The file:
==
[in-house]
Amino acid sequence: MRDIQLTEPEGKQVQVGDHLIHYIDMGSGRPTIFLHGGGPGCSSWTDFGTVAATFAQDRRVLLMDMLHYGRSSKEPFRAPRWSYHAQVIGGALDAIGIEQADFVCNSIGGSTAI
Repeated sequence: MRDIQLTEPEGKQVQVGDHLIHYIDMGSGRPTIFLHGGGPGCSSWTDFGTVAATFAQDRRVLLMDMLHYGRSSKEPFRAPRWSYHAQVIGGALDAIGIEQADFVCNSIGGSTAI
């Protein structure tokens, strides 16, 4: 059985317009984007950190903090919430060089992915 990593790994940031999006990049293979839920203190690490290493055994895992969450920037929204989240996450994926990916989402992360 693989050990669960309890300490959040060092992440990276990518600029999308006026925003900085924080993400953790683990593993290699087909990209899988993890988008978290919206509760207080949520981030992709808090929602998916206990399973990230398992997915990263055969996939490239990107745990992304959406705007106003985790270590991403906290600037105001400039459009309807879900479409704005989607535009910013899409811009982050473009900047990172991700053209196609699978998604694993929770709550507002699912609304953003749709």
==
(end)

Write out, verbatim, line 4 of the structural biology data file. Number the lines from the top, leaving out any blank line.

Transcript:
């Protein structure tokens, strides 16, 4: 059985317009984007950190903090919430060089992915 990593790994940031999006990049293979839920203190690490290493055994895992969450920037929204989240996450994926990916989402992360 693989050990669960309890300490959040060092992440990276990518600029999308006026925003900085924080993400953790683990593993290699087909990209899988993890988008978290919206509760207080949520981030992709808090929602998916206990399973990230398992997915990263055969996939490239990107745990992304959406705007106003985790270590991403906290600037105001400039459009309807879900479409704005989607535009910013899409811009982050473009900047990172991700053209196609699978998604694993929770709550507002699912609304953003749709």